The Case for Hope, Continued
By Rebecca Solnit
Ten years ago, my part of the world was full of valiant opposition to the new wars being launched far away and at home — and of despair. And like despairing people everywhere, whether in a personal depression or a political tailspin, these activists believed the future would look more or less like the present. If there was nothing else they were confident about, at least they were confident about that. Ten years ago, as a contrarian and a person who prefers not to see others suffer, I tried to undermine despair with the case for hope.
A decade later, the present is still contaminated by the crimes of that era, but so much has changed. Not necessarily for the better — a decade ago, most spoke of climate change as a distant problem, and then it caught up with us in 10,000 ways. But not entirely for the worse either — the vigorous climate movement we needed arose in that decade and is growing now. If there is one thing we can draw from where we are now and where we were then, it’s that the unimaginable is ordinary, and the way forward is almost never a straight path you can glance down, but a labyrinth of surprises, gifts, and afflictions you prepare for by accepting your blind spots as well as your intuitions.
The despairing of May 2003 were convinced of one true thing, that we had not stopped the invasion of Iraq, but they extrapolated from that a series of false assumptions about our failures and our powerlessness across time and space. They assumed — like the neoconservatives themselves — that those neocons would be atop the world for a long time to come. Instead, the neocon and neoliberal ideologies have been widely reviled and renounced around the world; the Republicans’ demographic hemorrhage has weakened them in this country; the failures of their wars are evident to everyone; and though they still grasp fearsome power, everything has indeed changed. Everything changes: there lies most of our hope and some of our fear.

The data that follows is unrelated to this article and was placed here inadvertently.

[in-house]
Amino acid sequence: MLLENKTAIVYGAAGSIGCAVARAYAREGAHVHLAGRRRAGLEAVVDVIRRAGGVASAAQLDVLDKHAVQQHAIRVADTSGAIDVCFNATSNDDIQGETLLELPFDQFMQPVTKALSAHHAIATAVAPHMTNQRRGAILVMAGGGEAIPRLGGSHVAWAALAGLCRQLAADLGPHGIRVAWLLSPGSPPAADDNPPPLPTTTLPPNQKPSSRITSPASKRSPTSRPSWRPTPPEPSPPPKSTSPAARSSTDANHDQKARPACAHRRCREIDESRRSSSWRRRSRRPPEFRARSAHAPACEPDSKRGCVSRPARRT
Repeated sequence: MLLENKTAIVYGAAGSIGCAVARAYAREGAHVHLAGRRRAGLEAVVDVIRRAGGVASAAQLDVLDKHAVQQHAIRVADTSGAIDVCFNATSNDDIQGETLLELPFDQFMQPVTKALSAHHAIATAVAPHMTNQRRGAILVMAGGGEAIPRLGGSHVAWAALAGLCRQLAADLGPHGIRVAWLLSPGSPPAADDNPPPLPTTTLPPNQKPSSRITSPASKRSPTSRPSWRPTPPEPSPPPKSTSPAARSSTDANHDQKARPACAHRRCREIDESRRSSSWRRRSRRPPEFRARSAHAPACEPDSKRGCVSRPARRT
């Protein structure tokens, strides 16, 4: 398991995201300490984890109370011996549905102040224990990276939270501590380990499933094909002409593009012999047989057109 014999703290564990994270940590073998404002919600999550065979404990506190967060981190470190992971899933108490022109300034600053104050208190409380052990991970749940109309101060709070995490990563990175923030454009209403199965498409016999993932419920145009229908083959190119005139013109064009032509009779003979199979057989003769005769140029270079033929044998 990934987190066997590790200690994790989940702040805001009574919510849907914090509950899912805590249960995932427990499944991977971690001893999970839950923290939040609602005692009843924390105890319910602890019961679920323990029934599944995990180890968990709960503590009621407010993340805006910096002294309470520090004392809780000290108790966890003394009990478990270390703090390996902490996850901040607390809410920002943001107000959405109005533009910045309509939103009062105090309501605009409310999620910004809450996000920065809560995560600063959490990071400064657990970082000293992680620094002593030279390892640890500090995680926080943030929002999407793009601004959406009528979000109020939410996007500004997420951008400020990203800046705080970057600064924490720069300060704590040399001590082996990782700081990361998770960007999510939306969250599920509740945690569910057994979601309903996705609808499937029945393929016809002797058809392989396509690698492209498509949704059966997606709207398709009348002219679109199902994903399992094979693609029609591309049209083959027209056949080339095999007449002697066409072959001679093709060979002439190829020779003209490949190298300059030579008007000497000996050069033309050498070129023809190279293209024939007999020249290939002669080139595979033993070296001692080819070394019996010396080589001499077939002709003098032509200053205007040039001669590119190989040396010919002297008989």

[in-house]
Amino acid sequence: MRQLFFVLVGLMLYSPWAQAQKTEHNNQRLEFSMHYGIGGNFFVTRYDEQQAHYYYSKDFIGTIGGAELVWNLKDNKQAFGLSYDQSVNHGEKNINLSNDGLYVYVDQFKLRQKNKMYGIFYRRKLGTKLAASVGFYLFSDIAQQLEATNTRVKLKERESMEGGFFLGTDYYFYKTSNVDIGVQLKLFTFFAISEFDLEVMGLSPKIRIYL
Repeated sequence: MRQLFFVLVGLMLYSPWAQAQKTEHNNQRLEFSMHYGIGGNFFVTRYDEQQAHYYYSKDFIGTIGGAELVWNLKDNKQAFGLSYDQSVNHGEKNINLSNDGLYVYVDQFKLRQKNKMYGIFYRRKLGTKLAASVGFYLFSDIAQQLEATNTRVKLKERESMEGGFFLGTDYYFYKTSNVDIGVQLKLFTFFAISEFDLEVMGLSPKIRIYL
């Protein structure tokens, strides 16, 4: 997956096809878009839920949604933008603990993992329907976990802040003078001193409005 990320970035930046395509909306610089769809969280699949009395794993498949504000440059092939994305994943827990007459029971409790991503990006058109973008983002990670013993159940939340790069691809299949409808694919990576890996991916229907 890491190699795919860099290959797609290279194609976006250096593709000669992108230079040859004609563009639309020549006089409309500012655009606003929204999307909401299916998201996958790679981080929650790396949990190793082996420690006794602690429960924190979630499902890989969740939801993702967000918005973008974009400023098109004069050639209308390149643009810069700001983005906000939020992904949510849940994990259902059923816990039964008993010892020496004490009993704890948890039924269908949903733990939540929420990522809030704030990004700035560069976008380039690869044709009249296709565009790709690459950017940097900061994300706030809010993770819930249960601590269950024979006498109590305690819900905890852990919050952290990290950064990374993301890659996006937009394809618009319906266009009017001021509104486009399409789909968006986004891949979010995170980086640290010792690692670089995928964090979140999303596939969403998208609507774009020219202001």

I’ve seen extraordinary change in my lifetime, some of it in the last decade. I was born in a country that had been galvanized and unsettled by the civil rights movement, but still lacked a meaningful environmental movement, women’s movement, or queer rights movement (beyond a couple of small organizations founded in California in the 1950s). Half a century ago, to be gay or lesbian was to live in hiding or be treated as mentally ill or criminal. That 12 states and several countries would legalize same-sex marriage was beyond imaginable then. It wasn’t even on the table in 2003. San Francisco’s spring run of same-sex weddings in 2004 flung open the doors through which so many have passed since.